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Meister aims to keep grads in state: Dem. candidate wants to create jobs
Erik Dodge
Antelope Staff
Photo by Erik Dodge
Democratic candidate for governor, Mike Meister, visited Kearney on Tuesday Oct. 19. Meister will face Republican candidate Dave Heineman in the general election on Nov. 2. One of his main issues of concern is keeping college graduates from the Nebraska University system in state.

Democratic candidate for governor Mike Meister does not offer prepackaged solutions to university issues--instead he looks for them outside of the box.

“Our university system is probably one of the best things we have for the state,” Meister said.

Meister said the university provides very high quality education for a low price and has done an excellent job of trimming the budget. The former United States Army JAG officer complimented professors for their sacrifices and for helping students gain valuable skills to take into the marketplace.

But students are not staying in Nebraska after graduation, according to Meister.

“They get their education and then they’re off to other places. Those are the kind of issues we need to be addressing,” said Meister, a 1986 Creighton College of Law graduate.

The Scottsbluff resident would keep students in state by offering partnerships between businesses and students. He suggests a program of internships, where students are paired with local businesses so they learn skills and build relationships that will keep them here.

With college graduates facing national unemployment rates of 12 percent according to the Economic Policy Institute, the father of three encourages students to look for untraditional ways of entering the workforce.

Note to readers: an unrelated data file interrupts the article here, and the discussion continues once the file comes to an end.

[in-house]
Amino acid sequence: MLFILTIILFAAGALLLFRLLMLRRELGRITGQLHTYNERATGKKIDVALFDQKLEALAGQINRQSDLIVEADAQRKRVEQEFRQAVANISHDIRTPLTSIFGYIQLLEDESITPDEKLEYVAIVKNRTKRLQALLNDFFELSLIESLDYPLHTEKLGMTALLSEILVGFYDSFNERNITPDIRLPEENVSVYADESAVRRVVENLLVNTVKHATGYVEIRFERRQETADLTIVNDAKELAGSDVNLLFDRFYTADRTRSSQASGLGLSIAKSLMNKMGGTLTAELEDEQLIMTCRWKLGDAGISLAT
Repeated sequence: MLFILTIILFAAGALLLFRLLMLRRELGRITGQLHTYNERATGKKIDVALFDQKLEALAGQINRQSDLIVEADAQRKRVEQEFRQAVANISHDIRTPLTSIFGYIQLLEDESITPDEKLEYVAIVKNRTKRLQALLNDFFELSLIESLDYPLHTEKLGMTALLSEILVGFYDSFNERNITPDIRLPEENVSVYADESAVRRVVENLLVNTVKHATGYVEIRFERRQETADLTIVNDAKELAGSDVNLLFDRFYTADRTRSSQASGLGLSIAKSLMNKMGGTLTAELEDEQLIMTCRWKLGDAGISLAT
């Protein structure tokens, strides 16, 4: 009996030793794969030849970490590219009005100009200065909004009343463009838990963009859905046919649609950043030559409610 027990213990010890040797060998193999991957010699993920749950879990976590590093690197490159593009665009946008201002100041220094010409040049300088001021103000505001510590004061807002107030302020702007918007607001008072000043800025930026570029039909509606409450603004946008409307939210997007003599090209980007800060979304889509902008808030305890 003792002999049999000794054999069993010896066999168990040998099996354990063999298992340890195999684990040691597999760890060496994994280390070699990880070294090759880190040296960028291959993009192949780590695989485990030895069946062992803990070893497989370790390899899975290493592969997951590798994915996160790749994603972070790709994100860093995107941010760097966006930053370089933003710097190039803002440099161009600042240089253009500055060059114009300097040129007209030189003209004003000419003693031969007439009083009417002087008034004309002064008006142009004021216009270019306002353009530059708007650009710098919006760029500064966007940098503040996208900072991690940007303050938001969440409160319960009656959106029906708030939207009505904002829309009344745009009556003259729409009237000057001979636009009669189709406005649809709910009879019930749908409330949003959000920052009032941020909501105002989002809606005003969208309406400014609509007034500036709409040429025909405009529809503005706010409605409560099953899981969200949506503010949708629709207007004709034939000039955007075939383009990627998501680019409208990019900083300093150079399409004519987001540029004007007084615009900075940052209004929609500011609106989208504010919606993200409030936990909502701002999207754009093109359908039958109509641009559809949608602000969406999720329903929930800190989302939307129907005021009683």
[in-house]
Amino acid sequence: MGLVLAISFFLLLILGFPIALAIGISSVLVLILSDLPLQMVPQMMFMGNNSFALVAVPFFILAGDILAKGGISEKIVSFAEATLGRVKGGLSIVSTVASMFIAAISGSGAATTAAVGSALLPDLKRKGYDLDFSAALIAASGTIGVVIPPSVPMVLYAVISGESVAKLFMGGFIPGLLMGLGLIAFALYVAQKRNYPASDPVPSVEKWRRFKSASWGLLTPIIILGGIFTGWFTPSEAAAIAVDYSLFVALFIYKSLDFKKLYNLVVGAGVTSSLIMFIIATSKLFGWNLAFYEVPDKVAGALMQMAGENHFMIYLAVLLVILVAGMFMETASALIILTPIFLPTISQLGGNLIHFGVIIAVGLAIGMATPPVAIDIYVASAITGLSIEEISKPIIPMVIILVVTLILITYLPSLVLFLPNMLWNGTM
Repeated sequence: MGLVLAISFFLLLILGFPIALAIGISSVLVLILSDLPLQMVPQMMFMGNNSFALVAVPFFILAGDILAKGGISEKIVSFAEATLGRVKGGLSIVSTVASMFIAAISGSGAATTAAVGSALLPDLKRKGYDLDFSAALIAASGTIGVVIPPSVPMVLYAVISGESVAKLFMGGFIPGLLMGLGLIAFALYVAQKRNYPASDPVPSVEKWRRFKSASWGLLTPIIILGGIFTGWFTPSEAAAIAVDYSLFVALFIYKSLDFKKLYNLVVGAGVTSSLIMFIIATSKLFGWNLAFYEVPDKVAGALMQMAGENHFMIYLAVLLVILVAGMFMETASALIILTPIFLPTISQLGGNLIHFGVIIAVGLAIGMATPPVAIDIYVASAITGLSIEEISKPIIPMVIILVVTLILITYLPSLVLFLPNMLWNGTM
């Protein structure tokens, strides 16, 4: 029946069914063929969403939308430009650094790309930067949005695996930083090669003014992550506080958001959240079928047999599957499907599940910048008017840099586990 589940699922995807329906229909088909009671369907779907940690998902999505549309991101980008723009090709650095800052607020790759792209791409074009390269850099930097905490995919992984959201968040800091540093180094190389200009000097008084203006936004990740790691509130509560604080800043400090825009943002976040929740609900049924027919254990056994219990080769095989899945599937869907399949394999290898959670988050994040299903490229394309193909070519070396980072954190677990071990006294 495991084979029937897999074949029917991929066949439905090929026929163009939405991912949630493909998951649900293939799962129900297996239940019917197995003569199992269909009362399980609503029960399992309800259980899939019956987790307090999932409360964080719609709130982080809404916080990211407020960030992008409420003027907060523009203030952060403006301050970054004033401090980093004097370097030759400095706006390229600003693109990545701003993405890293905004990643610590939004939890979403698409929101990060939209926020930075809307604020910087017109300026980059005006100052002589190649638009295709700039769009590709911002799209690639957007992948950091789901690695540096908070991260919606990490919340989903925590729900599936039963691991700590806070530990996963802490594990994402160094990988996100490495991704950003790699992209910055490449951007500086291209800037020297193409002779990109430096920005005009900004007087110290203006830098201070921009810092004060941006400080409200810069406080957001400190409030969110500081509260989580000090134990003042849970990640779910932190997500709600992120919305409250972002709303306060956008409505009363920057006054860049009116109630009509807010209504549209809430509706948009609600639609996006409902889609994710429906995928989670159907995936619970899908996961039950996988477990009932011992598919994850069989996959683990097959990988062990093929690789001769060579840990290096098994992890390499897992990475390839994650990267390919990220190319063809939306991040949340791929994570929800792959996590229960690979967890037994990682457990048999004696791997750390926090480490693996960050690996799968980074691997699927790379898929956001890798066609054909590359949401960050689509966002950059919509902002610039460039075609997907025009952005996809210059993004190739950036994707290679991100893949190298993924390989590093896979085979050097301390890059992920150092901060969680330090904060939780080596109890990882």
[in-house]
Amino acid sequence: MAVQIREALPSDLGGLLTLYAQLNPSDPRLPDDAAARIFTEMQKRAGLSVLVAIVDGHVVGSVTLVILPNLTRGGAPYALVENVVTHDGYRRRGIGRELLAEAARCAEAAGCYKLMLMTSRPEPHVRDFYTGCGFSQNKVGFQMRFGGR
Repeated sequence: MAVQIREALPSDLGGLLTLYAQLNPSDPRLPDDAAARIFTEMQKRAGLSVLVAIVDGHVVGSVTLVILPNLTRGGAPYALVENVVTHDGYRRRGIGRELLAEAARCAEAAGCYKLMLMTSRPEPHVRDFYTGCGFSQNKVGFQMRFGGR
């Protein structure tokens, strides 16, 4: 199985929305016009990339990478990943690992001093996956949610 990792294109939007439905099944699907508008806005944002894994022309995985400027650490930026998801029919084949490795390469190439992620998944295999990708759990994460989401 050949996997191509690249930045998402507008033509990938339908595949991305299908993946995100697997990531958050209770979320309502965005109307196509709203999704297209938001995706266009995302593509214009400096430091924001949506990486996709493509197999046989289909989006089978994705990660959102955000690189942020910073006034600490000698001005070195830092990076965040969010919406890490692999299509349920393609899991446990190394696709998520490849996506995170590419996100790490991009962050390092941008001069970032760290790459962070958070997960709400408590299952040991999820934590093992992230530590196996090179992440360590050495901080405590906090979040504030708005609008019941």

“You just have to get out of your box and figure out other ways to do things,” he said.

Meister wants to support fresh ideas from young people like Facebook, the idea that made Mark Zuckerberg the youngest billionaire in the world.

“We need to take those ideas and instead of scoffing at them, say how can we help you develop that into something,” he said.

Meister would accomplish this through the Nebraska Business Development Center.

“What the current system does is you go in, they help you get set up, and then they kick you out the door. You’re on your own, and you make it or you don’t.  I would like to see us be a little more proactive in making sure those small businesses make it.”

Meister proposes that the NBDC could provide support after businesses are running and that Nebraska could provide more resources to the NBDC.

Nonprofit work is another avenue for graduates struggling to break into the job market.

“Work in those nonprofit areas so when the economy does recover you’re actually in a better position than the kid graduating from college, because now they have similar experience to what they would be doing in the corporate world,” he said.

Meister said a state budget could not be created until all state entities were evaluated but that the NU budget issues would likely be curbed with UNL’s move to the Big 10 Conference.

“I think you will see an influx of research dollars. If you look back at Penn State and what happened when they joined the Big 10, it was such a boom for them, and I think Nebraska will see that same boom, ” Meister said. “Then it’s a matter of the chancellor figuring out how to share the wealth.”

Editor's note: Republican candidate Dave Heineman could not schedule an interview by print time.


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